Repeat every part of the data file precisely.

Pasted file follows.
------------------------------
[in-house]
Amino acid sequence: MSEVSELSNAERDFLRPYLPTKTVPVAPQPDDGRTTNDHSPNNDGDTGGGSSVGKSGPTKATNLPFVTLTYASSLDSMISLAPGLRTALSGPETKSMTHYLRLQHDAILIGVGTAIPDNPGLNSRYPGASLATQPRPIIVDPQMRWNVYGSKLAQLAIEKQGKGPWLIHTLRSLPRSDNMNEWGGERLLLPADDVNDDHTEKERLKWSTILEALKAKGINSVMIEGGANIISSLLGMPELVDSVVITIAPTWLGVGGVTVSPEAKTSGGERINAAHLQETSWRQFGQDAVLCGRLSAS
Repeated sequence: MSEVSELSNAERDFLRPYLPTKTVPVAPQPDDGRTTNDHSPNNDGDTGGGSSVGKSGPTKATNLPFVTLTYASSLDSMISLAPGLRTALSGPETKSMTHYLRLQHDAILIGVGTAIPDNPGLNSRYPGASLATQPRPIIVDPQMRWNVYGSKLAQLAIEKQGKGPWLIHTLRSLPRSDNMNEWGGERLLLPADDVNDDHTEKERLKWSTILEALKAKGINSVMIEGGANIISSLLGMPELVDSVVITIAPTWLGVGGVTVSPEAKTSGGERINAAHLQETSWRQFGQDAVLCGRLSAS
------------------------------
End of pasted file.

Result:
[in-house]
Amino acid sequence: MSEVSELSNAERDFLRPYLPTKTVPVAPQPDDGRTTNDHSPNNDGDTGGGSSVGKSGPTKATNLPFVTLTYASSLDSMISLAPGLRTALSGPETKSMTHYLRLQHDAILIGVGTAIPDNPGLNSRYPGASLATQPRPIIVDPQMRWNVYGSKLAQLAIEKQGKGPWLIHTLRSLPRSDNMNEWGGERLLLPADDVNDDHTEKERLKWSTILEALKAKGINSVMIEGGANIISSLLGMPELVDSVVITIAPTWLGVGGVTVSPEAKTSGGERINAAHLQETSWRQFGQDAVLCGRLSAS
Repeated sequence: MSEVSELSNAERDFLRPYLPTKTVPVAPQPDDGRTTNDHSPNNDGDTGGGSSVGKSGPTKATNLPFVTLTYASSLDSMISLAPGLRTALSGPETKSMTHYLRLQHDAILIGVGTAIPDNPGLNSRYPGASLATQPRPIIVDPQMRWNVYGSKLAQLAIEKQGKGPWLIHTLRSLPRSDNMNEWGGERLLLPADDVNDDHTEKERLKWSTILEALKAKGINSVMIEGGANIISSLLGMPELVDSVVITIAPTWLGVGGVTVSPEAKTSGGERINAAHLQETSWRQFGQDAVLCGRLSAS